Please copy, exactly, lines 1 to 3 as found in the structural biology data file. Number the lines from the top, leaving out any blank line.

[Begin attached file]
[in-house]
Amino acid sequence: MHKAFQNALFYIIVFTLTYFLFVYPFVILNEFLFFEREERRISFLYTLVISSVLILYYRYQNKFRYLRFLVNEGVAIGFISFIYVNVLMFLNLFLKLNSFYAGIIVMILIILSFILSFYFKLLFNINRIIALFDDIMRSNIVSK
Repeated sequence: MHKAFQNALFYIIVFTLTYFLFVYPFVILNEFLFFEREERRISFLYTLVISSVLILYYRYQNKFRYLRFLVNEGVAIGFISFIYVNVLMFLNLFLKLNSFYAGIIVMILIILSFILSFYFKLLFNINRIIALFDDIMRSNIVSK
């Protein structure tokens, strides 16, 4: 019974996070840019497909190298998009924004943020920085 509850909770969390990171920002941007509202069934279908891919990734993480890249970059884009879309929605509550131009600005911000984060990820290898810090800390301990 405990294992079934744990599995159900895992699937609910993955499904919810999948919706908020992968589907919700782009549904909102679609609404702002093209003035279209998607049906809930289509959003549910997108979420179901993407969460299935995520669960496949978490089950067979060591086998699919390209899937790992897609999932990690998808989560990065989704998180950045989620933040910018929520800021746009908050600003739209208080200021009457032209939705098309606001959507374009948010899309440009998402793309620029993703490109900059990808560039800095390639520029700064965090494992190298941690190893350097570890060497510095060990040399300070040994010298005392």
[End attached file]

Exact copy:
[in-house]
Amino acid sequence: MHKAFQNALFYIIVFTLTYFLFVYPFVILNEFLFFEREERRISFLYTLVISSVLILYYRYQNKFRYLRFLVNEGVAIGFISFIYVNVLMFLNLFLKLNSFYAGIIVMILIILSFILSFYFKLLFNINRIIALFDDIMRSNIVSK
Repeated sequence: MHKAFQNALFYIIVFTLTYFLFVYPFVILNEFLFFEREERRISFLYTLVISSVLILYYRYQNKFRYLRFLVNEGVAIGFISFIYVNVLMFLNLFLKLNSFYAGIIVMILIILSFILSFYFKLLFNINRIIALFDDIMRSNIVSK